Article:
i would like to help answer the question of what caused the downfall. i am currently living with a friend but i was homeless for five years and still very much feel like i could be back in that situation at any moment.
i have been around 1000’s of homeless people over the past five years and i can honestly say the root of the problem with anyone that is homeless for an extended time, points to an anxiety and depression disorder. of course other mental illnesses may be present but i have seen this disorder in myself and every homeless person i have been around.
drug use is not the root of the problem. alcohol and drugs is how many homeless choose to deal with their anxiety and depression.
personally i didn’t use drugs to coup. my main addiction was gambling but again the addiction is how most homeless choose to deal with an anxiety and depression disorder.
its because of this mental disorder that most homeless have no contact with family and friends (except other homeless friends).
in my opinion if you want to end homelessness then it’s extremely important to treat these mental illnesses in children/teenagers before the problem leads them to cut off all contacts with the people that care.
This is a question without an easy answer. Even after writing about this topic, it all sounds platitudinous.
Very well-explained! People should be aware of these tips so that they won’t experience to be homeless and to live on the street someday. And I think, the biggest factor that may affect our lives is our credit card debt. Perhaps, we need to refrain from buying those unwanted goods or services so that we won’t be paying for our debts for the rest of our lives.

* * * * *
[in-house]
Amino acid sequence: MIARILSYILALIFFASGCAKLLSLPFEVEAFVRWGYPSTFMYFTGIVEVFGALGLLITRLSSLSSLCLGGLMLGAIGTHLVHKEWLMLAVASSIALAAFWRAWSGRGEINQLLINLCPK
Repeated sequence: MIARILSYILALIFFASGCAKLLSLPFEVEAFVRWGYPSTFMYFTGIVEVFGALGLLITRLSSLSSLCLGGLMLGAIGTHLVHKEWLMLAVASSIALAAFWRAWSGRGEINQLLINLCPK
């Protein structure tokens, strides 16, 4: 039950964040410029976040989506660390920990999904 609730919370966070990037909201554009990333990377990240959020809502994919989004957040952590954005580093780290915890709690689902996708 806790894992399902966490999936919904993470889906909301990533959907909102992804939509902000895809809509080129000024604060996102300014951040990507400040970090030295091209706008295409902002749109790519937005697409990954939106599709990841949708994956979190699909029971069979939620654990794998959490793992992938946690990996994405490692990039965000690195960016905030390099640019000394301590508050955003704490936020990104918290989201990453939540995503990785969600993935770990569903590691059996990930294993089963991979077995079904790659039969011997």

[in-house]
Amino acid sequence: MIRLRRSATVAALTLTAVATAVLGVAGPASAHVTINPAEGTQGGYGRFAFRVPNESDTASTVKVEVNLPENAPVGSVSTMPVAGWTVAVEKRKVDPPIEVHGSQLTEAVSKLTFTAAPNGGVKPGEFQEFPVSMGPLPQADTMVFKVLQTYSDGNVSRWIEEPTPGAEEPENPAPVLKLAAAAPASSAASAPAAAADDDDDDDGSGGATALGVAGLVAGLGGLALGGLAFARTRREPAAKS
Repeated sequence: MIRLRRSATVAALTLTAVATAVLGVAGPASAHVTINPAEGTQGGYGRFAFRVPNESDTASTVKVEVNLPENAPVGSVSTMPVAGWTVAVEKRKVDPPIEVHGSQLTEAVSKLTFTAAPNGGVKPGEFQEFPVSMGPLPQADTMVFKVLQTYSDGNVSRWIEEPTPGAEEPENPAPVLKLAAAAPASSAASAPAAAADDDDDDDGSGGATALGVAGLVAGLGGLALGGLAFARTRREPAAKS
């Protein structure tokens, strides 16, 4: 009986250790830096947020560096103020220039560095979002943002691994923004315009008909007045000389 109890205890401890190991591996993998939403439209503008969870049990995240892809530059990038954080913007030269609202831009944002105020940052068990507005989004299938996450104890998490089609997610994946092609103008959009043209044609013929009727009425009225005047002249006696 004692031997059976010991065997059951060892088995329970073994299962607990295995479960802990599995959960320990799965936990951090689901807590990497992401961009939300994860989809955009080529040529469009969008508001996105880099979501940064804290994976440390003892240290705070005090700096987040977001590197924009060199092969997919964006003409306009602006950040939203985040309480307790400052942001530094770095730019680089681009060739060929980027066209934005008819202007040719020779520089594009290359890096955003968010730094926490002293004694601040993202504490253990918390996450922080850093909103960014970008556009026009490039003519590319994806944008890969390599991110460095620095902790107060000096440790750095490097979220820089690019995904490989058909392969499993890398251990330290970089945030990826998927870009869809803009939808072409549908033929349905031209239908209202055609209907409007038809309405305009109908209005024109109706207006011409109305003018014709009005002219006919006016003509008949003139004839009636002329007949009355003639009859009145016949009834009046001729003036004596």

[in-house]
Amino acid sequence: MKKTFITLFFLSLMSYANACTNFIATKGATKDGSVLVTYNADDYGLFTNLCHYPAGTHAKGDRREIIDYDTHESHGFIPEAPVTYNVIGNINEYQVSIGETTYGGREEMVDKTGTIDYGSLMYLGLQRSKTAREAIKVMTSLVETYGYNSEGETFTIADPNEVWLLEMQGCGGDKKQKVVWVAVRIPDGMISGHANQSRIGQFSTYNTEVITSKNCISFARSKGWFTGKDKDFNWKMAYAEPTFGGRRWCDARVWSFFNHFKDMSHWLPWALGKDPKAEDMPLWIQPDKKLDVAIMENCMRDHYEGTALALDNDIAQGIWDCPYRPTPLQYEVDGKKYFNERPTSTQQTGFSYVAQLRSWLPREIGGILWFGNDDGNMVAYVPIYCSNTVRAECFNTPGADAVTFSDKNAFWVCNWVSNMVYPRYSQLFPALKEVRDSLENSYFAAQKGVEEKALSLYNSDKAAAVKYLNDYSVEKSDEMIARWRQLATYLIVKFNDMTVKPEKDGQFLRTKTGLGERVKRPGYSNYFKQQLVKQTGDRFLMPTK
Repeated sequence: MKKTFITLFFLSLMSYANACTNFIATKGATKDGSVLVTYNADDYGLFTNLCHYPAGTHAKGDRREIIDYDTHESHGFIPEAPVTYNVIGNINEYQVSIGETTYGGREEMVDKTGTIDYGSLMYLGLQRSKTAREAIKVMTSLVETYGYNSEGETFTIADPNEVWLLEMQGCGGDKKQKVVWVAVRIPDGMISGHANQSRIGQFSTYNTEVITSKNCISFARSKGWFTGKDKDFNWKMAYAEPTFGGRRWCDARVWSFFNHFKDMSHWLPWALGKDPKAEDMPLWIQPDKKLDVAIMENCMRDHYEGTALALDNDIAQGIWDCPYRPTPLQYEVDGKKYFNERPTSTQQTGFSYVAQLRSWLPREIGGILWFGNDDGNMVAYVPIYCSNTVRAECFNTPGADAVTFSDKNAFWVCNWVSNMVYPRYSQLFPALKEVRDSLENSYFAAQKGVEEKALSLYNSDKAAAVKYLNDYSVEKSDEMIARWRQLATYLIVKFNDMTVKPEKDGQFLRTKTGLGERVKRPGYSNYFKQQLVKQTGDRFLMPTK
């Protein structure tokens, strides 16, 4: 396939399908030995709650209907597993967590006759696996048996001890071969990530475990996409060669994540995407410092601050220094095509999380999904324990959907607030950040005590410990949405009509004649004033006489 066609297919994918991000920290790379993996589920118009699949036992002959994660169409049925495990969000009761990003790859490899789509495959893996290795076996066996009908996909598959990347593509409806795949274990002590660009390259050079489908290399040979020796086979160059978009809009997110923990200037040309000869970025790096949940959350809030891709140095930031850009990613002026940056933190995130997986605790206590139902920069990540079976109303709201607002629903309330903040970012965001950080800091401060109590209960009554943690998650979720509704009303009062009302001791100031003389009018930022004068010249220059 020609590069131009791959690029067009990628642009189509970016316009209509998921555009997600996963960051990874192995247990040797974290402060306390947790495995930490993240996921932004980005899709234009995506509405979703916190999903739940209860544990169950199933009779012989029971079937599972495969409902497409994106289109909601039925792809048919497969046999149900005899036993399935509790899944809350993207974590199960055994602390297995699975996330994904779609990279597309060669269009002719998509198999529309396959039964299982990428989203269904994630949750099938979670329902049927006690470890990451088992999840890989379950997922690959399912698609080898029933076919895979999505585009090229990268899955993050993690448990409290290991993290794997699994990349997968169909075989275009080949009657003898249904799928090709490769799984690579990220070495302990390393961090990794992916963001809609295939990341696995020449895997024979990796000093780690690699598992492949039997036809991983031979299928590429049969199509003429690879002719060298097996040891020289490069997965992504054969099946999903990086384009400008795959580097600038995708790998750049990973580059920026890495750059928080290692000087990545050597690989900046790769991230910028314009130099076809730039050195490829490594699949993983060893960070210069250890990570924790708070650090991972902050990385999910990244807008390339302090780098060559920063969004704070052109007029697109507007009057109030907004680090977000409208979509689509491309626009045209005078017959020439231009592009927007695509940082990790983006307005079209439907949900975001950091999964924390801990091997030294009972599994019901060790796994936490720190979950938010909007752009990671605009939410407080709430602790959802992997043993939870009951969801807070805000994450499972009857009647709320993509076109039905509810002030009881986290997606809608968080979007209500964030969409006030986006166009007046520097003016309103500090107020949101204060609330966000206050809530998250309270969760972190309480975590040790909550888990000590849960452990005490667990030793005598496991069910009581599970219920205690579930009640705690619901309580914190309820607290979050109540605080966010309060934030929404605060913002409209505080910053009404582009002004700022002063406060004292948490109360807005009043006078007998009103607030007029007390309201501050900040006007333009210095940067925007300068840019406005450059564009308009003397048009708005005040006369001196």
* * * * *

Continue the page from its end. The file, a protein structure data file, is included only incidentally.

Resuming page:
Great post Kevin! Being humble enough to accept help from friends and family definitely is key!
I think you hit the nail on the head by evaluating what went wrong. Is this something that can be ascribed to a fluke or is it a lifestyle pattern that would need to change? Finding shelter and food would be a first priority followed by a regular source of cash to continue obtaining shelter and food.
I agree, I think first one would need to figure out where they went wrong and change those habits and thought patterns. I know in my area finding a job can be difficult but it seems to me that a person faced with homelessness could offer to start off simply shoveling snow, mowing lawns, helping someone clean thier house. I feel for anyone in this situation without friends or family to help them out.
Great post. Don’t think I would do anything differently. Assess why, lean on support network, get any job. Might have to look around for shelters? Hope it never happens, but if it does, need to stay calm and be positive. Good message.
I loved the video of Ted. Every time I see it I smile. I heard that he got a job but started to drink again. Now he is living sober free and may be doing a reality show.
Evaluating the reason you got there in the first place is always a good place to start when you want to change. I watched that reality show about the homeless man who was given a large sum of money. He ended up right back where he started because he didn’t change the habits that mattered most.
Sell all non essentials and get a job – any job that pays! That would be the first, well, second step!
My first priority would be to get a job! Anything would build some confidence! My next step would be to keep my expenses low so I could save to get out of this situation.
The homeless population goes was down in the winter here. Portland is very homeless friendly and it seems homeless from across the country come here in the summer.
Simple. I’d move south.
I’ve never understood homeless people in cold cities. Get out of there and go somewhere warm!